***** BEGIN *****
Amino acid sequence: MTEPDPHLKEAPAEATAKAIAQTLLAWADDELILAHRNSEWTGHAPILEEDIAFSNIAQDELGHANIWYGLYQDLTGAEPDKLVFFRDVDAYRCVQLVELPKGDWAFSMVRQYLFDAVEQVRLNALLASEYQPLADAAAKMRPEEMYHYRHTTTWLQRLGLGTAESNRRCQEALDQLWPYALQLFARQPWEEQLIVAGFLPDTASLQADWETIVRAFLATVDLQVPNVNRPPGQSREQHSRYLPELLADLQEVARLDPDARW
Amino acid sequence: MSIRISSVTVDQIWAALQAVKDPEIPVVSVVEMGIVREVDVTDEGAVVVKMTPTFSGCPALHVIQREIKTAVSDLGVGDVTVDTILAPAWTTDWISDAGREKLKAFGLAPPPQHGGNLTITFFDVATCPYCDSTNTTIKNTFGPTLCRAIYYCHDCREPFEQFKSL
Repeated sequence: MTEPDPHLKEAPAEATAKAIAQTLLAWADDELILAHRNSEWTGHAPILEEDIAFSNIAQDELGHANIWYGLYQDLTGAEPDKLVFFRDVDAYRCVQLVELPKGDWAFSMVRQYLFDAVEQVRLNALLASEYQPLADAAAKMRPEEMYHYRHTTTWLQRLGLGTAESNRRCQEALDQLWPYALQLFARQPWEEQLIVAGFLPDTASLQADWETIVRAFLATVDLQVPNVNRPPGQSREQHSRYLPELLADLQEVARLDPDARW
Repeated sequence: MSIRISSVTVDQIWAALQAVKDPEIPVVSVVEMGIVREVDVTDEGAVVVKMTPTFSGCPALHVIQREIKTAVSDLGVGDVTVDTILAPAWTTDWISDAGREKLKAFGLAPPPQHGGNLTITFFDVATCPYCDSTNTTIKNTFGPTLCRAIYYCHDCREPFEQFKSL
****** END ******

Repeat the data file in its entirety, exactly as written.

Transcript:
Amino acid sequence: MTEPDPHLKEAPAEATAKAIAQTLLAWADDELILAHRNSEWTGHAPILEEDIAFSNIAQDELGHANIWYGLYQDLTGAEPDKLVFFRDVDAYRCVQLVELPKGDWAFSMVRQYLFDAVEQVRLNALLASEYQPLADAAAKMRPEEMYHYRHTTTWLQRLGLGTAESNRRCQEALDQLWPYALQLFARQPWEEQLIVAGFLPDTASLQADWETIVRAFLATVDLQVPNVNRPPGQSREQHSRYLPELLADLQEVARLDPDARW
Amino acid sequence: MSIRISSVTVDQIWAALQAVKDPEIPVVSVVEMGIVREVDVTDEGAVVVKMTPTFSGCPALHVIQREIKTAVSDLGVGDVTVDTILAPAWTTDWISDAGREKLKAFGLAPPPQHGGNLTITFFDVATCPYCDSTNTTIKNTFGPTLCRAIYYCHDCREPFEQFKSL
Repeated sequence: MTEPDPHLKEAPAEATAKAIAQTLLAWADDELILAHRNSEWTGHAPILEEDIAFSNIAQDELGHANIWYGLYQDLTGAEPDKLVFFRDVDAYRCVQLVELPKGDWAFSMVRQYLFDAVEQVRLNALLASEYQPLADAAAKMRPEEMYHYRHTTTWLQRLGLGTAESNRRCQEALDQLWPYALQLFARQPWEEQLIVAGFLPDTASLQADWETIVRAFLATVDLQVPNVNRPPGQSREQHSRYLPELLADLQEVARLDPDARW
Repeated sequence: MSIRISSVTVDQIWAALQAVKDPEIPVVSVVEMGIVREVDVTDEGAVVVKMTPTFSGCPALHVIQREIKTAVSDLGVGDVTVDTILAPAWTTDWISDAGREKLKAFGLAPPPQHGGNLTITFFDVATCPYCDSTNTTIKNTFGPTLCRAIYYCHDCREPFEQFKSL